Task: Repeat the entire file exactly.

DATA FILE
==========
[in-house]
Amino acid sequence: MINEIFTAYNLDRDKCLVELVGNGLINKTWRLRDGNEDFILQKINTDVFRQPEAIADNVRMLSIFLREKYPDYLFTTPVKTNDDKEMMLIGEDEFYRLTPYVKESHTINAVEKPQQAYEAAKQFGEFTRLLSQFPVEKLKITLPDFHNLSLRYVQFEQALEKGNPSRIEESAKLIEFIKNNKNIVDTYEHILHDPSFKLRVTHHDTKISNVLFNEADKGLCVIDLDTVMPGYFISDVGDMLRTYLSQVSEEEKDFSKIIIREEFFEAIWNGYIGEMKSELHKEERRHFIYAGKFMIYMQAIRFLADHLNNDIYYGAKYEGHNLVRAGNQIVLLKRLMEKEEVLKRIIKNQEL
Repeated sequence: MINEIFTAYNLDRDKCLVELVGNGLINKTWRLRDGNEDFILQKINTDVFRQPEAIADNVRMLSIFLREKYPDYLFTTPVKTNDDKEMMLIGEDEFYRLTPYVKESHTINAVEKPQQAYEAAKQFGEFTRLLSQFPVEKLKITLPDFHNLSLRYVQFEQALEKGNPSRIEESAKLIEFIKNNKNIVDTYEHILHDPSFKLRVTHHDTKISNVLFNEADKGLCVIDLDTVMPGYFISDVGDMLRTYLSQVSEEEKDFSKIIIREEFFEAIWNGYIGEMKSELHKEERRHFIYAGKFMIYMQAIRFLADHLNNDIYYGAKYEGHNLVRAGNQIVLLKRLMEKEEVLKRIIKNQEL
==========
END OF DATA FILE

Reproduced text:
[in-house]
Amino acid sequence: MINEIFTAYNLDRDKCLVELVGNGLINKTWRLRDGNEDFILQKINTDVFRQPEAIADNVRMLSIFLREKYPDYLFTTPVKTNDDKEMMLIGEDEFYRLTPYVKESHTINAVEKPQQAYEAAKQFGEFTRLLSQFPVEKLKITLPDFHNLSLRYVQFEQALEKGNPSRIEESAKLIEFIKNNKNIVDTYEHILHDPSFKLRVTHHDTKISNVLFNEADKGLCVIDLDTVMPGYFISDVGDMLRTYLSQVSEEEKDFSKIIIREEFFEAIWNGYIGEMKSELHKEERRHFIYAGKFMIYMQAIRFLADHLNNDIYYGAKYEGHNLVRAGNQIVLLKRLMEKEEVLKRIIKNQEL
Repeated sequence: MINEIFTAYNLDRDKCLVELVGNGLINKTWRLRDGNEDFILQKINTDVFRQPEAIADNVRMLSIFLREKYPDYLFTTPVKTNDDKEMMLIGEDEFYRLTPYVKESHTINAVEKPQQAYEAAKQFGEFTRLLSQFPVEKLKITLPDFHNLSLRYVQFEQALEKGNPSRIEESAKLIEFIKNNKNIVDTYEHILHDPSFKLRVTHHDTKISNVLFNEADKGLCVIDLDTVMPGYFISDVGDMLRTYLSQVSEEEKDFSKIIIREEFFEAIWNGYIGEMKSELHKEERRHFIYAGKFMIYMQAIRFLADHLNNDIYYGAKYEGHNLVRAGNQIVLLKRLMEKEEVLKRIIKNQEL